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Denver-Bred Ron Miles and Bill Frisell Are Among the Greatest Collaborators in Jazz

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That sound, that unmistakable Ron Miles sound, is rich, full-bodied and lyrical. Frisell remembers exactly where he was the next time he heard it. He was driving up a hill in Seattle when a Duke Ellington song played by Boulder-based saxophonist Fred Hess came on the radio. A trumpet solo cut in, and Frisell knew immediately who it was.

When he got home, he found the tape with a phone number on it. Frisell called Miles and they talked for a long time. They learned that they both knew Dale Bruning and that they both went to East High School.

"Just from that conversation I knew we had to play together," Frisell says.

On October 8, 1994, Frisell and Miles played their first show together at the Ogden Theatre with Dale Bruning, bassist Artie Moore and drummer Rudy Royston. That show was the start of a two-decade-long musical kinship that extends to both artists' recordings. The younger Miles saw his time in a few of Frisell's bands in the mid-'90s (starting with the Quartet project, which also featured violinist Eyvind Kang and trombonist Curtis Fowlkes) as something of an apprenticeship -- something that was never part of his formal music studies at the University of Denver and the Manhattan School of Music. "When I came up in the '80s, it was almost like you didn't have to apprentice anymore," says Miles. "It was like you were supposed to get a record contract at twenty, get your own band and go out there and do that. It got a little lost.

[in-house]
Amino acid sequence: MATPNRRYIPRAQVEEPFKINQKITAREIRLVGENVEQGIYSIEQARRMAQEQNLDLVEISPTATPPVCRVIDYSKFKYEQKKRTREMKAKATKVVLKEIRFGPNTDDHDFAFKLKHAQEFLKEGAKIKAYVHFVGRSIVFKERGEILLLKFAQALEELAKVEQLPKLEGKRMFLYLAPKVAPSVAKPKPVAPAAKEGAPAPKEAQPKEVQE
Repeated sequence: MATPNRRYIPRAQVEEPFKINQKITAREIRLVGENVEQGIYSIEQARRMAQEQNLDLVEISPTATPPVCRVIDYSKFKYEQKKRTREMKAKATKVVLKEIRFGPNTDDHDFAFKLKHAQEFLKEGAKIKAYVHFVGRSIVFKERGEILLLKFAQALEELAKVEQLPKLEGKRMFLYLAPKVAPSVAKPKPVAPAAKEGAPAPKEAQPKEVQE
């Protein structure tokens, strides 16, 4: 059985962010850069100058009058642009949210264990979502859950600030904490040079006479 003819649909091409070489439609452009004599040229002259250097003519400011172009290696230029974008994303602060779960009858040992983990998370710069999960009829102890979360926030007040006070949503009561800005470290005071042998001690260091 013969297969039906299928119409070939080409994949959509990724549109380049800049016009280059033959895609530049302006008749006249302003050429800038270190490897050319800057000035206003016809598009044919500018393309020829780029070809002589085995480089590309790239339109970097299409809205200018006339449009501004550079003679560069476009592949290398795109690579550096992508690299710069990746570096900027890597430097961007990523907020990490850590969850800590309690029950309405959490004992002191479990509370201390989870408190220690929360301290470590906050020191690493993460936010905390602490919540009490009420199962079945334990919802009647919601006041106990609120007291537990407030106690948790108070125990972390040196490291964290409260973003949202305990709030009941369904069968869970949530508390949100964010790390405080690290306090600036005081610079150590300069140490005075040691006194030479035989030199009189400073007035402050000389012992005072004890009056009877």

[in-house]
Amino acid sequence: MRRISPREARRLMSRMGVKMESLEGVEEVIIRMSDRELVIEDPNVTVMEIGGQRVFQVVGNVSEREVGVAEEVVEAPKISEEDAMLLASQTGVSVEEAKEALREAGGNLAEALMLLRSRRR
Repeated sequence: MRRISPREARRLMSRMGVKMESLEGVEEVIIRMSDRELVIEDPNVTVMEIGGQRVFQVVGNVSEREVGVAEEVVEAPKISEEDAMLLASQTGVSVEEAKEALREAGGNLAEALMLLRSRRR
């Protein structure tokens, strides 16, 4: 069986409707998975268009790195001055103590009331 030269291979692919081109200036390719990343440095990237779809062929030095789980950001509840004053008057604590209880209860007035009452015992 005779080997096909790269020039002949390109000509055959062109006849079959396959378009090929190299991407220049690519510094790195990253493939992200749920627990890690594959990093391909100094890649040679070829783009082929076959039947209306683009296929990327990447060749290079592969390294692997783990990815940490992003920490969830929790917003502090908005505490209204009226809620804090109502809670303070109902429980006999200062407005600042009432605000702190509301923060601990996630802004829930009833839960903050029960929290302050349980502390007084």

"There's a reason you apprentice with somebody. You see them put sets together. You seem them weeks on end, playing songs and dealing with stuff. You can't learn it in school, you can't read about it in a book, you have to go out there and do it. So, my time to do that was being in his band."

Miles says he's learned lots of specific things from Frisell about the logistics of writing and performing music. But, he says, "more than anything, it's just about how to be a musician and be authentic and have integrity." He turns to Frisell. "You know, how you treat people on the road and all that stuff. Lots of stuff."

Now, Miles is the one serving as a mentor for young players -- he's been a teacher at Metro State University since 1998 and is the coordinator of jazz studies there. According to Frisell, that's always been a role he was suited for. "I never thought of you as an apprentice," says Frisell with a laugh. "No, he's been my teacher the whole way. And I still want to stop all this rigmarole and just sign up for his jazz history class.... He always felt like a master to me."
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Jon Solomon writes about music and nightlife for Westword, where he's been the Clubs Editor since 2006.
Contact: Jon Solomon